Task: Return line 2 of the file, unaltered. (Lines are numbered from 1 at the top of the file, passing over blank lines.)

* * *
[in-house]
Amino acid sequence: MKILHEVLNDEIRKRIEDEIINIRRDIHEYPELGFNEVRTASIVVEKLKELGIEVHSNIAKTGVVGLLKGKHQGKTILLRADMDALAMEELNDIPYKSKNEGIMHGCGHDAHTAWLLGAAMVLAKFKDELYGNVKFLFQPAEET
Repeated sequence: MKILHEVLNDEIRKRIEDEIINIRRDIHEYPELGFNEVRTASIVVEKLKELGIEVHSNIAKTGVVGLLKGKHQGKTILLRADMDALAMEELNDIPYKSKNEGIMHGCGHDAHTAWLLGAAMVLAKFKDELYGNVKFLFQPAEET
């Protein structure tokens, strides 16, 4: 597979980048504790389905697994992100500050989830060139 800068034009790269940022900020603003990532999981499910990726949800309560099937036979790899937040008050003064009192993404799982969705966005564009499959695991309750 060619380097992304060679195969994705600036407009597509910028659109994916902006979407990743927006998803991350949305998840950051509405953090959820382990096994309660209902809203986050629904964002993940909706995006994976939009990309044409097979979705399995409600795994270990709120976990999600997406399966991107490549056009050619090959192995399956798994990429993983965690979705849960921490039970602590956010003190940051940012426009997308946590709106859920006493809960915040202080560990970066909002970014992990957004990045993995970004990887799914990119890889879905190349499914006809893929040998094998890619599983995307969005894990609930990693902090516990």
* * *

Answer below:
Amino acid sequence: MKILHEVLNDEIRKRIEDEIINIRRDIHEYPELGFNEVRTASIVVEKLKELGIEVHSNIAKTGVVGLLKGKHQGKTILLRADMDALAMEELNDIPYKSKNEGIMHGCGHDAHTAWLLGAAMVLAKFKDELYGNVKFLFQPAEET